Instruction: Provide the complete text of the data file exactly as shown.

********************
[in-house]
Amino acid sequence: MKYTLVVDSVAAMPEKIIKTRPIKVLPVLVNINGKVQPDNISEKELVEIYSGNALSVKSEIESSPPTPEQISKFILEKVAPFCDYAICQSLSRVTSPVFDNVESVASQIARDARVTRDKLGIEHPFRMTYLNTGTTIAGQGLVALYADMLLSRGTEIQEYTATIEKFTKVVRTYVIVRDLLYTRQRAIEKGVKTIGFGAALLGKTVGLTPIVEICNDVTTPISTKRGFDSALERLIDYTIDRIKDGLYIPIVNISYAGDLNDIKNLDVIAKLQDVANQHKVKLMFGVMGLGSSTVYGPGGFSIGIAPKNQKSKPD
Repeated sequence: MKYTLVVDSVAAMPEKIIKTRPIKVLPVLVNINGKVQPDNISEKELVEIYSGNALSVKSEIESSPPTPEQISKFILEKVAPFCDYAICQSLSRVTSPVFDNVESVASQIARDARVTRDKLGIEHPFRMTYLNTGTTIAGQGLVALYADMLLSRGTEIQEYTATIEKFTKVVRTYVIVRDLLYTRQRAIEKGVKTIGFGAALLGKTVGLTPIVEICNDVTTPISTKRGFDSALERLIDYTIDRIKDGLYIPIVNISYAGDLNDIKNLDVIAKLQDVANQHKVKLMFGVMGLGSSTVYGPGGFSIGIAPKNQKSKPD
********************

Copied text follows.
[in-house]
Amino acid sequence: MKYTLVVDSVAAMPEKIIKTRPIKVLPVLVNINGKVQPDNISEKELVEIYSGNALSVKSEIESSPPTPEQISKFILEKVAPFCDYAICQSLSRVTSPVFDNVESVASQIARDARVTRDKLGIEHPFRMTYLNTGTTIAGQGLVALYADMLLSRGTEIQEYTATIEKFTKVVRTYVIVRDLLYTRQRAIEKGVKTIGFGAALLGKTVGLTPIVEICNDVTTPISTKRGFDSALERLIDYTIDRIKDGLYIPIVNISYAGDLNDIKNLDVIAKLQDVANQHKVKLMFGVMGLGSSTVYGPGGFSIGIAPKNQKSKPD
Repeated sequence: MKYTLVVDSVAAMPEKIIKTRPIKVLPVLVNINGKVQPDNISEKELVEIYSGNALSVKSEIESSPPTPEQISKFILEKVAPFCDYAICQSLSRVTSPVFDNVESVASQIARDARVTRDKLGIEHPFRMTYLNTGTTIAGQGLVALYADMLLSRGTEIQEYTATIEKFTKVVRTYVIVRDLLYTRQRAIEKGVKTIGFGAALLGKTVGLTPIVEICNDVTTPISTKRGFDSALERLIDYTIDRIKDGLYIPIVNISYAGDLNDIKNLDVIAKLQDVANQHKVKLMFGVMGLGSSTVYGPGGFSIGIAPKNQKSKPD